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5/22/2004 08:05:00 PM | Timothy

NYT on Iraq and Geneva Convention
Presented last fall with a detailed catalog of abuses at Abu Ghraib prison, the American military responded on Dec. 24 with a confidential letter asserting that many Iraqi prisoners were not entitled to the full protections of the Geneva Conventions...
Prisoners of war are given comprehensive protections under the Third Geneva Convention, while civilian prisoners are granted considerable protection under the Fourth Convention. But under the argument advanced by the military, Iraqi prisoners who are deemed security risks can be denied the right to communicate with others, and perhaps other rights and privileges, at least until the overall security situation in Iraq improves.

The military's rationale relied on a legal exemption within the Fourth Geneva Convention.

"While the armed conflict continues, and where `absolute military security so requires,' security detainees will not obtain full GC protection as recognized in GCIV/5, although such protection will be afforded as soon as the security situation in Iraq allows it," the letter says, using abbreviations to refer to the Article 5 of the Fourth Geneva Convention.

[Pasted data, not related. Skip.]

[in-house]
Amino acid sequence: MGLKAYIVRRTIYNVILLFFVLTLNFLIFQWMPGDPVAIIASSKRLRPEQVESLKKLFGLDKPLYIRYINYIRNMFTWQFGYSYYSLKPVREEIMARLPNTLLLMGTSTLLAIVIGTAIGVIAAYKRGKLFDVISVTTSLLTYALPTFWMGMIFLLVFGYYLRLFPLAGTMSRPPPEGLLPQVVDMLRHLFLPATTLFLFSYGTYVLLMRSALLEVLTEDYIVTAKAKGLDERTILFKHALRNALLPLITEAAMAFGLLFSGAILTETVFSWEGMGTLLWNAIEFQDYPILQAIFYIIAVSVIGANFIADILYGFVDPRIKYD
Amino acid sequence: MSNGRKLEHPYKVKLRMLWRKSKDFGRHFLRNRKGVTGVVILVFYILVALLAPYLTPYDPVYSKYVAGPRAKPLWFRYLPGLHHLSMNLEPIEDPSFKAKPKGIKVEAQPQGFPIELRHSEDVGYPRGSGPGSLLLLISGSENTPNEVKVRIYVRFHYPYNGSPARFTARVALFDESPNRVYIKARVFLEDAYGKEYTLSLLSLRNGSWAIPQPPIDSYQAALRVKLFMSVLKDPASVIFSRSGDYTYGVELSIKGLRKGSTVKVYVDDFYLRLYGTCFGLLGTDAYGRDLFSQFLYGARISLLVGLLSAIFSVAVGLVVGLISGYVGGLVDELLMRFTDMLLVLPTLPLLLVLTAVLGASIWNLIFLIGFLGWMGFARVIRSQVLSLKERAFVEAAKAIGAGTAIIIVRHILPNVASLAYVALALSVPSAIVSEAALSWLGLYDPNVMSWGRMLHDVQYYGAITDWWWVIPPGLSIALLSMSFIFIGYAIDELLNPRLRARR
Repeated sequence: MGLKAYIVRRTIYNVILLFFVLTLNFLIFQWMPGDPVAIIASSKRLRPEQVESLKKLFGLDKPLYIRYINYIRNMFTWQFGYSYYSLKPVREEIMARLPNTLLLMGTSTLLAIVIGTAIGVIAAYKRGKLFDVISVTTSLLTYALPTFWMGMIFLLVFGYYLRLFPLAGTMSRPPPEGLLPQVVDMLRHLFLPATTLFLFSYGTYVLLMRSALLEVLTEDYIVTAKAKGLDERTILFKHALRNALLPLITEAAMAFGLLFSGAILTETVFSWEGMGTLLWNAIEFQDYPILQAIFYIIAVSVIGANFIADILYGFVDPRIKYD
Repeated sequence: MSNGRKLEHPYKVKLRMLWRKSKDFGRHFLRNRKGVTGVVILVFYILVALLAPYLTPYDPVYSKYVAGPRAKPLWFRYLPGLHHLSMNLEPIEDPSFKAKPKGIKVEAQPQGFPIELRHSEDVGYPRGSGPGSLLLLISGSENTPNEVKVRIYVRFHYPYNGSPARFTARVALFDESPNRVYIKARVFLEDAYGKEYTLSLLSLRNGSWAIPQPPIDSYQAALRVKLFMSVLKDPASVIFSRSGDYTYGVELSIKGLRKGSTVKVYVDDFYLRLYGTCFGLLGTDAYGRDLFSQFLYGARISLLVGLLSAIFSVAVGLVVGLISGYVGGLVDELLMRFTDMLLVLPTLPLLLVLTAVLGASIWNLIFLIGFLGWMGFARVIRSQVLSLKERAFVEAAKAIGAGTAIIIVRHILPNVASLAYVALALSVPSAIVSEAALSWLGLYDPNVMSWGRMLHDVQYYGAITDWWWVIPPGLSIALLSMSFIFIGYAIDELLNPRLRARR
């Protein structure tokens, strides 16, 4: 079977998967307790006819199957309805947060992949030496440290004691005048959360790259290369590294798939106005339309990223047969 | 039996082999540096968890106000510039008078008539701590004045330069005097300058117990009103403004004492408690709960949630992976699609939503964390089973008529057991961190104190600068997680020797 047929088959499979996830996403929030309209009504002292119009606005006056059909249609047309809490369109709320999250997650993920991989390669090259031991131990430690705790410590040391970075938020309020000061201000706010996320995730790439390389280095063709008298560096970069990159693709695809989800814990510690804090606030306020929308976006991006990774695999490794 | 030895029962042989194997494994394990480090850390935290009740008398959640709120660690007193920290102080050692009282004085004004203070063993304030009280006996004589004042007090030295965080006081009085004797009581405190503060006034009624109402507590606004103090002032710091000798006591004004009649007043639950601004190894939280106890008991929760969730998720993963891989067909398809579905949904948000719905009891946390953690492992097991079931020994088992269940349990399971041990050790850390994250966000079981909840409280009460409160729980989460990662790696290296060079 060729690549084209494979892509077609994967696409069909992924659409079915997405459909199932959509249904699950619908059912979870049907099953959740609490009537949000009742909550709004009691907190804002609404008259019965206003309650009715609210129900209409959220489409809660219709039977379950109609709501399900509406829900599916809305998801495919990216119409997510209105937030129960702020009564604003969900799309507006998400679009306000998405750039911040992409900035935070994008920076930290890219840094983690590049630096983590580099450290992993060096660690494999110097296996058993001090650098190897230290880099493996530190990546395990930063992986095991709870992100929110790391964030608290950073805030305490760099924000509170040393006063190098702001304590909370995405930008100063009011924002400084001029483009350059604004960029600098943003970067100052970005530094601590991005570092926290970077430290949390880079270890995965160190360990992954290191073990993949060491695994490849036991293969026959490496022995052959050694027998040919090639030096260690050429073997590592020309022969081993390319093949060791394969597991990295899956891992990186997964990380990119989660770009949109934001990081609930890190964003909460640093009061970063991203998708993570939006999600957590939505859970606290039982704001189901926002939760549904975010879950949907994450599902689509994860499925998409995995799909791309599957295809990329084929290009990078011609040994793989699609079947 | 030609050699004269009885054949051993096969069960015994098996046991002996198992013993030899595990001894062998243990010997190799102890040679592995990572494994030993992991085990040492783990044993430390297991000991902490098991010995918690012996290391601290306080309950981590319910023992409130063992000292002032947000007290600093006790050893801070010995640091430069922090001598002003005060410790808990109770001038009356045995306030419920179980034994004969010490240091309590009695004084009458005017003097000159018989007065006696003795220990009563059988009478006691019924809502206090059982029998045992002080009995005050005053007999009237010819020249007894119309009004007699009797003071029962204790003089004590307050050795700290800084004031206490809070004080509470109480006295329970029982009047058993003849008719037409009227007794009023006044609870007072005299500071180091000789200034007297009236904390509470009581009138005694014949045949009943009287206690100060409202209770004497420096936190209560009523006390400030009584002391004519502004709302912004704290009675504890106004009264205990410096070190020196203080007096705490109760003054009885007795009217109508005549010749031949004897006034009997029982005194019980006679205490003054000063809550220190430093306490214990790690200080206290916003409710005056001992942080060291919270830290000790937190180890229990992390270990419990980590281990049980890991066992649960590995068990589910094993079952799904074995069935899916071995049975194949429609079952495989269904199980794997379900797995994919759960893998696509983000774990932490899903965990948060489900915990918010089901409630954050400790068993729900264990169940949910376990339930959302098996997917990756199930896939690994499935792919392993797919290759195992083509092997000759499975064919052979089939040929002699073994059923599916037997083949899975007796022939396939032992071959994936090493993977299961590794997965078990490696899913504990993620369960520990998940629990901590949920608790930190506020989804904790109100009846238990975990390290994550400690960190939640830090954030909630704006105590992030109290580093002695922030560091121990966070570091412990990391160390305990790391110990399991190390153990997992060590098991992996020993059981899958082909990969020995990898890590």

That brief provision opens what is, in effect, a narrow, three-paragraph loophole in the 1949 convention. The Red Cross's standing commentary on the provision calls it "an important and regrettable concession to State expediency." It was drafted, during intense debate and in inconsistent French and English versions, to address the treatment of spies and saboteurs.

"What is most to be feared is that widespread application of the article may eventually lead to the existence of a category of civilian internees who do not receive the normal treatment laid down by the convention but are detained under conditions which are almost impossible to check," says the Red Cross commentary, which is posted on its Web site. "It must be emphasized most strongly, therefore, that Article 5 can only be applied in individual cases of an exceptional nature." ...

The category in which prisoners may be excluded from the protections of the Geneva Conventions that the letter cites, Professor Silliman said, are for people who can be shown to be a continuing threat to the occupying force, not people who might have valuable intelligence...
The Red Cross report said that at the time of the October visits to Abu Ghraib, "a total of 601 detainees were held as security detainees."
(NY Times)



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